Someone asked what is the difference between a psychiatrist and a psychologist. There are other helping professionals too. They have different levels of education and licensing, and in bipolar disorder it’s important to make sure you get the right one.
Psychiatrists are real medical doctors who specialize in diagnosing and treating mental disorders. After getting a real medical degree they went back and took more courses, then did their internship in psychiatry – well, some are only “board certified,” meaning that they took the exams after the fact. Look at the diplomas. Psychiatrists are the only mental health care professionals who can prescribe drugs *in most states.* They are – and there’s no question here – the only people who are qualified to distinguish between organic disease and mental disorders.
A psychologist has a PhD, also called a doctorate, in the study of psychology. It is very important to remember that even though you call the psychologist “Doctor” he or she is NOT a medical doctor. He probably did an internship in which he did quick evaluations as to mental status. And he’s not qualified to dispense medications because he doesn’t have to have even basic medical training. He isn’t even qualified to put a bandaid on a boo-boo. He certainly isn’t qualified to diagnose physical illnesses – bipolar disorder is associated with brain chemicals, and that’s a medical issue. He is required to send you to a psychiatrist for that. NOT to a nurse practitioner or even a GP. A psychologist is versed in sociology and culture, and their job is to help you gain insight into the experiences that made you whow you are. This is called psychoanalysis or depth therapy. And of course to *adjust* to your circumstances in life.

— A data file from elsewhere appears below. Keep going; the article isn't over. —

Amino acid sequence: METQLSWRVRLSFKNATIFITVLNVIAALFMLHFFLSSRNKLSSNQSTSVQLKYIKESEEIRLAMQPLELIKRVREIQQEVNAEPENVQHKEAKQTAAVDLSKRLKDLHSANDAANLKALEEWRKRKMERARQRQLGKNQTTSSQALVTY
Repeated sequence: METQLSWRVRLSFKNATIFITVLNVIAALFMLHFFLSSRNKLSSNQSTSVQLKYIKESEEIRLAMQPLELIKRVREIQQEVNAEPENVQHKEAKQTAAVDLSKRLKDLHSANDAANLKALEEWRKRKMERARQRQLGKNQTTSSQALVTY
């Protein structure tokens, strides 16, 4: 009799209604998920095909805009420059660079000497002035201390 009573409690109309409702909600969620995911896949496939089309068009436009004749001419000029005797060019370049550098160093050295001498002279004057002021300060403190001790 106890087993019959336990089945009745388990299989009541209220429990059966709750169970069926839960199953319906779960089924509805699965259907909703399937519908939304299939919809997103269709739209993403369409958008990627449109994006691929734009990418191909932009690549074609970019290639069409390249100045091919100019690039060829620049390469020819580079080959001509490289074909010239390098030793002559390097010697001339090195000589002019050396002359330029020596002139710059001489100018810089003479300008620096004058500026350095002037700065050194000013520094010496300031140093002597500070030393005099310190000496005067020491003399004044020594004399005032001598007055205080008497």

A psychotherapist is a person who tries to do the same things that the psychologists do. Obviously psychologists and psychiatrists do short-term psychotherapy. Some psychotherapists, however, hold a Master’s Degree in something else. Social workers – MSWs – are trained to hook people up with the right resources, but they often get involved in helping people identify and solve their problems. EdD’s – doctors of Education – again, not medical doctors or even psychologists – often perform psychotherapy. Caveat Emptor: if someone is going to do psychotherapy on you, make sure they’ve gone through it themselves. And make sure they’ve gone through it successfully. Oh, and try to get one from your culture so that they don’t try to cure you of your race or religion. If a psychotherapist other than your own psychiatrist starts giving you a hard time about your meds, think about switching one or the other. Psychotherapists, I like to say, are the gatekeepers of Consensus Reality.
A therapist is a person who helps you make changes in your life – but you have to want to change. 🙂 They aren’t qualified to do depth psychotherapy and may rely on doubtful modalities – you know, pop psychology out of the latest book by the latest guru.
A counselor helps clients solve problems in specific areas – marriage, career, that sort of thing. Most of the time they have Master’s degrees, in some states they don’t have to.
I hope this motivates you to check the credentials of your mental health professionals. It is absolutely essential to do so if you want to heal rather than spend the rest of your life helpless and hopeless.